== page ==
If you don’t recognize his name, you’ll probably recognize some of the movies Chris Williams played a key role in creating. From voicing Oaken in Frozen to writing for Mulan to directing Big Hero 6, Chris has acquired a long list of film credits since studying Fine Arts at the University of Waterloo. Most recently, he wrote, directed and produced The Sea Beast for Netflix, which was nominated for Best Animated Feature at this year’s Oscars.

The 2023 Arts Alumni Achievement Award winner joined the university community on Tuesday, September 26 for an online Q&A, hosted by Mike Farwell (BA ’97). Keep reading for some highlights from their conversation.

As a creator of so many highly successful films, what would you say are the key ingredients to engaging and delighting a diverse audience today?

“There’s a tension between setting up expectations … and having enough that is fresh, surprising and unexpected. You're trying to find that balance between the familiar and the unfamiliar. And I think at the same time, there's also a tension between the universal and the specific when we're talking about our stories, our characters and our themes. We want them to be universal enough that most people will see themselves in that story and be able to connect with and relate to it. At the same time, you don't want to tell such a generic story that it lacks any specificity of character and place. So you’re trying to walk a line between the familiar and the unfamiliar, the universal and the specific.”

You worked at Disney for 25 years and then moved to Netflix in 2018. By this point in your career, you have obviously played multiple roles in the creation of these animated features. Could you talk a bit about a role that you're especially excited about?

Chris Williams during online conversation“Ultimately the thing that I love most about my job and really appreciate about animation is the fact that it's such a collaborative art form…. I love that when it comes to animation, no one person can actually tell you how an animated movie gets made. We are so deeply dependent on each other, and I think if you embrace that, if you understand that we're all going to be stronger if we work together and collaborate – and real collaboration, which involves honesty and at the same time respect for each other's points of view – if you can really find that place, then you will ultimately be able to make the best possible version of the film. So I think as far as the role that I that I value the most, I would say it's contributing to a collaborative environment.”

Could you share with us an experience from your personal or professional life that you would say has been critical to your success?

“As far as my career goes, I think one of the things that I most benefited from was actually turning down an opportunity early in my career…. There was a moment where [Disney] offered me a job as the head of story, and at the time I told them, no, I didn't want to. I wasn't ready. I didn't feel that I was good enough as a story artist to be in a position of looking at other people's work and starting to critique it and giving that kind of feedback. I still had so much to learn, and I still do…. And I think that was actually an important thing because it was in keeping with my general philosophy. I've never really had a grand design for myself, for my career. I didn't envision becoming a director necessarily. I just wanted to work hard on good movies with interesting people and get better at what I do, and everything was ultimately a just a by-product of that.”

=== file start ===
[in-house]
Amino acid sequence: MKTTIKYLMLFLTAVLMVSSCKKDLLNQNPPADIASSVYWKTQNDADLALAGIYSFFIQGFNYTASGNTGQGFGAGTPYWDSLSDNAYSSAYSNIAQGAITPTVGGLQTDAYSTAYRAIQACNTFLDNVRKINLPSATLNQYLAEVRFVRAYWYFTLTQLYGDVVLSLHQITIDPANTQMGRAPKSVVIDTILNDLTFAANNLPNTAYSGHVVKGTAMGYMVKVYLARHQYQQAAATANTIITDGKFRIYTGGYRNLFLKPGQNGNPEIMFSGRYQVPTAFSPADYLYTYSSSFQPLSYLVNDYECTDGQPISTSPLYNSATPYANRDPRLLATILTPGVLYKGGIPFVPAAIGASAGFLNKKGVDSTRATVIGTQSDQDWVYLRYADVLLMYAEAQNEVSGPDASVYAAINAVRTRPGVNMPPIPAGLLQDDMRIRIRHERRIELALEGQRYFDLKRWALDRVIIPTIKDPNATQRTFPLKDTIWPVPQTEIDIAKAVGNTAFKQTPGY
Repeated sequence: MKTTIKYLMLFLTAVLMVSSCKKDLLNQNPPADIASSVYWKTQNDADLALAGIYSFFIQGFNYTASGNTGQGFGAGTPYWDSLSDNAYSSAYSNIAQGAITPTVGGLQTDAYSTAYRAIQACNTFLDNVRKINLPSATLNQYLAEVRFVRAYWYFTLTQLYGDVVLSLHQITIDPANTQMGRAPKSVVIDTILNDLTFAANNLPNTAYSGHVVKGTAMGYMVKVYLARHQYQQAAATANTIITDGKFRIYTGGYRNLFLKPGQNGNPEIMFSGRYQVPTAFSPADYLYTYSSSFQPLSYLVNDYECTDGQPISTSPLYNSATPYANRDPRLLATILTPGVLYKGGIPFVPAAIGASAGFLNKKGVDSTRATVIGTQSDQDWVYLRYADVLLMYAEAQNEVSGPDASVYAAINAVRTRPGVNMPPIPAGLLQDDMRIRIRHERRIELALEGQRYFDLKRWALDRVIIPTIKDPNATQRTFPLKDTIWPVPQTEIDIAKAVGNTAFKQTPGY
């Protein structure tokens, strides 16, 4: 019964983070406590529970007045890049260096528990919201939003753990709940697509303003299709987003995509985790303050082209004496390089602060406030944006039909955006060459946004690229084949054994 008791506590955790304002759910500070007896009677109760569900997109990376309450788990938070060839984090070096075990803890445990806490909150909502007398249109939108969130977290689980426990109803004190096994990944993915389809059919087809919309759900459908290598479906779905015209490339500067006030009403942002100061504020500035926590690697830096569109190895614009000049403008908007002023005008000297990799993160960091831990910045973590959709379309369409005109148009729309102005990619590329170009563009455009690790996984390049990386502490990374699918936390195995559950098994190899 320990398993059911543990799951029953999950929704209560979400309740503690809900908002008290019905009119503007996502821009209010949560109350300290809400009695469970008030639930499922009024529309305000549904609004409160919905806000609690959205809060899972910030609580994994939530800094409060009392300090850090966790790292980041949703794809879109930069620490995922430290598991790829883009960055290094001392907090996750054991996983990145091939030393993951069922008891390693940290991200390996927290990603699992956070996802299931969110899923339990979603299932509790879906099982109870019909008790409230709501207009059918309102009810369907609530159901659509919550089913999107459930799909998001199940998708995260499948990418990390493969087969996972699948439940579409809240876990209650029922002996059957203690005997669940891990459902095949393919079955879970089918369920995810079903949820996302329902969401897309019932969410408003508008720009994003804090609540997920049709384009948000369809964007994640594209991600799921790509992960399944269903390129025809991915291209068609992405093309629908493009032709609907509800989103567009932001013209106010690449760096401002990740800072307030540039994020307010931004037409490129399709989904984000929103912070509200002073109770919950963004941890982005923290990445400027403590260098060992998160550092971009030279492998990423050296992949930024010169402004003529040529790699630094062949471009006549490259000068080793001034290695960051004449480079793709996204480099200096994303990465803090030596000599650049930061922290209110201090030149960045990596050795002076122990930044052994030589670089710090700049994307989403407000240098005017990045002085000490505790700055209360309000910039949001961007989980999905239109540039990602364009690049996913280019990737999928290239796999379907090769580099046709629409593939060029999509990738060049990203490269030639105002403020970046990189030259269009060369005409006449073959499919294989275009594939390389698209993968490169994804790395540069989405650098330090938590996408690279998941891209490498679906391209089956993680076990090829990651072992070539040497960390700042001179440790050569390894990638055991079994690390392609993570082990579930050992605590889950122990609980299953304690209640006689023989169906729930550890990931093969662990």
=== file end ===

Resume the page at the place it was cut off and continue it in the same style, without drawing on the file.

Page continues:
What are your biggest obstacles between idea and film release, and how do you overcome those obstacles?

“The advice I give oftentimes to people who are struggling to get something off the ground is, I say again and again, show it to people. Have the courage to show something that you feel is incomplete, show something that you don't feel 100% great about…. Maybe you don't have the whole story figured out. Maybe you don't know how to execute it. Maybe you feel like things in your story or your animation aren't working, but if that prevents you from showing it to people and engaging and asking for feedback, then that's where it dies. Have the courage to show something that isn't great yet. That's going to be the way to move forward.”

You were a Fine Arts major at the University of Waterloo and then studied animation at Sheridan College. How would you say studying Fine Arts in addition to animation gave you an edge in the industry?

“I did enroll at Sheridan College straight out of high school initially. But when I got there, I realized that it wasn't the right time for me. I needed that broader education – I needed to learn the fundamentals of art, and I wanted to learn more about art history and just to have that richer arts experience…. I would say that the years that I spent studying Fine Arts helped bolster and improve my portfolio and was ultimately a big part of the reason why I was accepted into the Disney internship in the first place…. I do believe in what post-secondary education and a place like the University of Waterloo has to offer. And I know that it's had a big bearing on me and who I am and what I do for a living.”